activism environment globalisation

China’s environmental NGOs – the beginnings of a list

If I want to keep an eye on the energy transition in Britain, I know where to go. There are myriad news portals in English, often with useful global perspectives. There’s a vast ecosystem of environmental NGOs, conservation agencies, research institutes and industry bodies I can call upon. But I’m aware that much of the future depends on what happens in China, and that’s harder to follow.

There are a couple of big reasons for that. One is that China hasn’t had a culture of non-governmental organisations, and obviously their approaches are different in a one-party state. But the numbers of NGOs has been growing over the last quarter of a century, and the government has opened up to the idea of civil society. New laws in 2017 have relaxed the restrictions on NGOs and there’s a new chapter beginning.

However, while there are no doubt stories worth hearing, I don’t know where to find them. There’s a whole Chinese internet that is virtually unknown to English readers. Obviously this is my problem, and I ought to get down to Bedfordshire University and learn Mandarin. But in the meantime, it would be really helpful to have some translations.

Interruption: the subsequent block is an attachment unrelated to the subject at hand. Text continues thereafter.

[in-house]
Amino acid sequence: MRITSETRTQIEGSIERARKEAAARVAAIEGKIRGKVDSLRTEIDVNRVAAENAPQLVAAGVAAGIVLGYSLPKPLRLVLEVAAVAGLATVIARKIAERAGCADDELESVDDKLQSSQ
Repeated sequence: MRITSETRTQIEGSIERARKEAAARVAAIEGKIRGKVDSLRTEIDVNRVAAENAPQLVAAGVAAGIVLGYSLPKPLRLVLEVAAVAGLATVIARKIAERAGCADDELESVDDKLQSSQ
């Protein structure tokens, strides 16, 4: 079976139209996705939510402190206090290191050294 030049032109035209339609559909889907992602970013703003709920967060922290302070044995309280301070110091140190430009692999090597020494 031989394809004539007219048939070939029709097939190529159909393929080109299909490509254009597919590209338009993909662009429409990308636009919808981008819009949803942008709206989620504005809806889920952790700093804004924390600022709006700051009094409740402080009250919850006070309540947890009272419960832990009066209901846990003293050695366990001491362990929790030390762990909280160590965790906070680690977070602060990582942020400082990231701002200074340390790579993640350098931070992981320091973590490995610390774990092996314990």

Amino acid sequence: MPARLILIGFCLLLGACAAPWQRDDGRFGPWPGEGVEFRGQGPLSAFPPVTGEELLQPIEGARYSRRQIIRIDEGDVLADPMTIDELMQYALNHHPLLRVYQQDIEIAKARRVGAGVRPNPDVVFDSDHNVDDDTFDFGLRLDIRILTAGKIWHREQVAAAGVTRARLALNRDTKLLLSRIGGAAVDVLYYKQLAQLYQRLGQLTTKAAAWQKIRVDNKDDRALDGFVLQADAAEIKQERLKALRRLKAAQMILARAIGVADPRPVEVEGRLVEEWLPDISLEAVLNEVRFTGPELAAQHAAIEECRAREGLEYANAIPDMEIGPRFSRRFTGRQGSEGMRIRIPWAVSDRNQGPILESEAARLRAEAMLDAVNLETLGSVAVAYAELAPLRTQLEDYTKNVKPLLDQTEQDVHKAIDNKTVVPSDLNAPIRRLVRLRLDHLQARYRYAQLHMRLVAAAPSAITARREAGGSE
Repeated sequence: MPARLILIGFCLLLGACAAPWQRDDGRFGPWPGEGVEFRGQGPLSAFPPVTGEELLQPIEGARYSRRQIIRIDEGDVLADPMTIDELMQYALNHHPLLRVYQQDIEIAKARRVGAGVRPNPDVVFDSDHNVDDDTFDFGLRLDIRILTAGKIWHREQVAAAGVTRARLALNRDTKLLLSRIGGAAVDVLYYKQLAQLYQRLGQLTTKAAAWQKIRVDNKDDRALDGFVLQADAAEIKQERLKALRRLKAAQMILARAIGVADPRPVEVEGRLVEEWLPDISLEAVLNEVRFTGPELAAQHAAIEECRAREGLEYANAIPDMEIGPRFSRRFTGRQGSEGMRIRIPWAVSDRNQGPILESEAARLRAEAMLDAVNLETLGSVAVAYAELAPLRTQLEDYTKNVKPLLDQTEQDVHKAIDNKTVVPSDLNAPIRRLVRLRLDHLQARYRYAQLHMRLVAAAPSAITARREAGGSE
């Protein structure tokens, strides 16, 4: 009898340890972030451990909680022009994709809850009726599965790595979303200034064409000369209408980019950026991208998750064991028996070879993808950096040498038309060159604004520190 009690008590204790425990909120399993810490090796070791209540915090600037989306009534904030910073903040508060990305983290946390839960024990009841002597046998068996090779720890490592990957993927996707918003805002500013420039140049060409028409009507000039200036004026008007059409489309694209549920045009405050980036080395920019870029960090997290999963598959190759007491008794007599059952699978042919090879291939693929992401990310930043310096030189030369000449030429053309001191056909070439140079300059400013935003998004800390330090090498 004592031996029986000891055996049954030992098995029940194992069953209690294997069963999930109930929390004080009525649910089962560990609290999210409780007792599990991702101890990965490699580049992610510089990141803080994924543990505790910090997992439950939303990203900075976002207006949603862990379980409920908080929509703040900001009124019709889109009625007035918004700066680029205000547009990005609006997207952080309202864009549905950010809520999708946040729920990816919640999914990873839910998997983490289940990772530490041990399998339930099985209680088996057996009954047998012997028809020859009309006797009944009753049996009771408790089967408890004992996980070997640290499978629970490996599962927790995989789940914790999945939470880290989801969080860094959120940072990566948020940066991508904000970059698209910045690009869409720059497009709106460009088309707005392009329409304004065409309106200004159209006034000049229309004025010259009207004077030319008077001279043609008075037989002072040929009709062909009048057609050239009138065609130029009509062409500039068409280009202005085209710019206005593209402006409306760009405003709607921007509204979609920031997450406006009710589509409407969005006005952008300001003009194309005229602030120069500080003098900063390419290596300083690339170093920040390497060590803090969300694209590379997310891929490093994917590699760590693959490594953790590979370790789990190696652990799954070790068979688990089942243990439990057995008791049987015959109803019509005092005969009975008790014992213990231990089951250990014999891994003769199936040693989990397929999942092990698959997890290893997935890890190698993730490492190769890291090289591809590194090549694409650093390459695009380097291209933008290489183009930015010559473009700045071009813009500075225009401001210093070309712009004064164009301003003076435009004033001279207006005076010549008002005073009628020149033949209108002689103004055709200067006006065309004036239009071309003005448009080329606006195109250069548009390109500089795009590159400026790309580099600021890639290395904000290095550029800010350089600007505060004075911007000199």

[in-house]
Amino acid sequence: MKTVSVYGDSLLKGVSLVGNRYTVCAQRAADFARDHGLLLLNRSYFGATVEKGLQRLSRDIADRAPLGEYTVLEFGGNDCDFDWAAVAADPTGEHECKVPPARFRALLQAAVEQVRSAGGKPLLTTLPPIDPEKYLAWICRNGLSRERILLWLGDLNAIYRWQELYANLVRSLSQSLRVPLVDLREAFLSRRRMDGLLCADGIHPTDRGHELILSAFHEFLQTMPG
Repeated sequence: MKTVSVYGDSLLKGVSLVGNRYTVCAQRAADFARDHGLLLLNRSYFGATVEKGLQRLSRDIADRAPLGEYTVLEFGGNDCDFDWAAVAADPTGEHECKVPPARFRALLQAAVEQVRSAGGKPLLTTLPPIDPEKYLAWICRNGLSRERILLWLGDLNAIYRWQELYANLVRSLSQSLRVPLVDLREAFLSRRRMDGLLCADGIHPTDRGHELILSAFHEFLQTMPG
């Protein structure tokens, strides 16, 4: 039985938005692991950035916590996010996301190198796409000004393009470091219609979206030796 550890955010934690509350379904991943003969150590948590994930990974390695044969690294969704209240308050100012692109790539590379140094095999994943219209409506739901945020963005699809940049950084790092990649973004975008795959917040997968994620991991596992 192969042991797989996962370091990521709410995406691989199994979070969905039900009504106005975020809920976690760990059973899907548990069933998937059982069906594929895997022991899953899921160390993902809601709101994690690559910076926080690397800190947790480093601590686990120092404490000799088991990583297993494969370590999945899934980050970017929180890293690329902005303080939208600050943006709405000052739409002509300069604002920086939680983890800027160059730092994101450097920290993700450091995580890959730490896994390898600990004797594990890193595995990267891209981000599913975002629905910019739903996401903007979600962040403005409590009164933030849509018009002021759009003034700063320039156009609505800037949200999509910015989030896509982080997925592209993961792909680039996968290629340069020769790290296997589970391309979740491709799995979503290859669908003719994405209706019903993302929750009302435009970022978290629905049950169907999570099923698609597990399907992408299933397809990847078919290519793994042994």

So can we make a list of useful sites? Have you found any good sources of news out of China, on all things environmental? If you’ve worked in China and know some organisations we should look out for, let me know and let’s see if we can start a list.

– hosts energy news and statistics from China, translated by volunteers. It’s not updated very often, but it covers major developments in China’s energy transition and looks like one to bookmark.

– founded in 2006, this Beijing based non-profit collects and presents environmental information from local authorities and businesses. The website hosts showing water and air pollution, and it’s been pioneering green finance and ethical investing in China.

– okay, clearly the opposite of an NGO, but this government department was newly created in 2018 and has a website in English. It has news updates, translations of papers and policies, and lots of pictures of people in meetings. Regularly updated and potentially very useful.

– China’s first registered environmental NGO, apparently, founded in 1994. It has a membership of some 30,000 and focuses on environmental education, green living and nature connection. Like ACEF above, it has also been working on legal advocacy. Website has an English translation, but not all news is available.

– serves as a bridge between the government and the public on environmental issues. After changes in the law made in possible recently, it has begun bringing lawsuits against polluters and won the first such case in China in 2016. Website in English is rarely updated.

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